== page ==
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[filmscanners] RE: keeping the 16bit scans



Paul,
Funny noises are not always a good warning for many of us.  There are funny
noises and then there are funny noises if you know what I mean.  Some random
funny noises can give pause and make one nervious; but they turn out to be
harmless although unusual.  Others take place regularly with no problem
surfacing for a long time and then all of a sudden the hard drive starts
failing.  I have had several hard drives that have just up and dies on me
without a wimper.  When I have had meaningful funny noises it has been a
clicking noise and is associated with one partiular type of problem but
there are other sources of failure that have no noises associated with them
in my experience.

But you are right both can go bad.  I have never had a CD that has been
sucessfully written go bad on me later for reasons other than a physical
cause like embedded dirt, a scratch or gouge, or a bad paper label or stray
adhesive on the CD.  I have had CD platters that were bad from the very
start and could not be successfully written to from the get go.

-----Original Message-----
From: filmscanners_owner@halftone.co.uk
[mailto:filmscanners_owner@halftone.co.uk]On Behalf Of Paul D. DeRocco
Sent: Friday, March 28, 2003 9:11 PM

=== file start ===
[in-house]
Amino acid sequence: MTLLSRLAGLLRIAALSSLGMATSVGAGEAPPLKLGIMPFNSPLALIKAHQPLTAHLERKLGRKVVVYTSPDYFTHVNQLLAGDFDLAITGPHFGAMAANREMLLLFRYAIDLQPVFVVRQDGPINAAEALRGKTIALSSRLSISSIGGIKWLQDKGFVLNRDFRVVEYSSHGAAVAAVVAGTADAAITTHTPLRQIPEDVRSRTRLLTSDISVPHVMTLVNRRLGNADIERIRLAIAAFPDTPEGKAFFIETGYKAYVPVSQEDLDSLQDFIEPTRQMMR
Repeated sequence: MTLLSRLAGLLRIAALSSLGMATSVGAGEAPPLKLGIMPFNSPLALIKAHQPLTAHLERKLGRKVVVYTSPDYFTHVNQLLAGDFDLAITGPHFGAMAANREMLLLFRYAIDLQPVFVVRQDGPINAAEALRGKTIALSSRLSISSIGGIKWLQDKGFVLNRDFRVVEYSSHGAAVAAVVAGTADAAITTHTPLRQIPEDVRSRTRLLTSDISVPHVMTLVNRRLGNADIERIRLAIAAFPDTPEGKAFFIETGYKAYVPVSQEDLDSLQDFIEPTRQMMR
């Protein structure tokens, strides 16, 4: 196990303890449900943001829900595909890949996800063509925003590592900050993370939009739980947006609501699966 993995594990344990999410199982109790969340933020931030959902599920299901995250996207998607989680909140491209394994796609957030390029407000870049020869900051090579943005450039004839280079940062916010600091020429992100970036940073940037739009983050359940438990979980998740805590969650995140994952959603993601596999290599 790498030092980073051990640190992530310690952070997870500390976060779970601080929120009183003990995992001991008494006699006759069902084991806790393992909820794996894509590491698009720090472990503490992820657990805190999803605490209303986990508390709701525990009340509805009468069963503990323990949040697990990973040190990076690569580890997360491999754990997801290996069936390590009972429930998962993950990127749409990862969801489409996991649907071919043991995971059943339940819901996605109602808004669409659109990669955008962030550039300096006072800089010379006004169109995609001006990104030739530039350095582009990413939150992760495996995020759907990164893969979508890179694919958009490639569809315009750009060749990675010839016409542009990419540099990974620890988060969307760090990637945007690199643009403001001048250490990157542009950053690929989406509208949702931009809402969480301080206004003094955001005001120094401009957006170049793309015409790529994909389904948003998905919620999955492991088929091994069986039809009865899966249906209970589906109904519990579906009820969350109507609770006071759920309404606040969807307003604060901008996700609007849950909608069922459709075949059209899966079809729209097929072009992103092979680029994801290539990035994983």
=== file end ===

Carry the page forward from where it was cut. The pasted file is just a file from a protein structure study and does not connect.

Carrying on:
To: laurie@advancenet.net
Subject: [filmscanners] RE: keeping the 16bit scans


> From: Frank Paris
>
> I agree with this. I've never seen a CD go bad, but you've got to expect
> that hard disks will go bad in a couple years on average, if you keep
> them spinning 24/7 like I do. If you shut your machine down when you're
> not using it, they should last five years, even the new ones that are
> only guaranteed for a year. They are, however, so cheap now that I'd
> rather reduce the probability of electrical spikes trashing my
> electronics by switching it on and off several times a day (that can
> also wipe out all your disks, as my son found out) and keep my disks
> spinning all the time. Since I mirror, if one goes bad, I just replace
> it and I haven't lost any data.

I find that hard disks can go bad, and so can CDs. However, you don't know a
CD is bad until you try to read it and it fails. But with HDs, all the
failures I've seen have warned by making funny noises first. So what I do is
keep two big disks in two machines, and run frequent backups across the
network.

As to average lifetime, HDs usually last until I want to replace them with
something 2x bigger anyway.

--

Ciao,               Paul D. DeRocco
Paul                mailto:pderocco@ix.netcom.com

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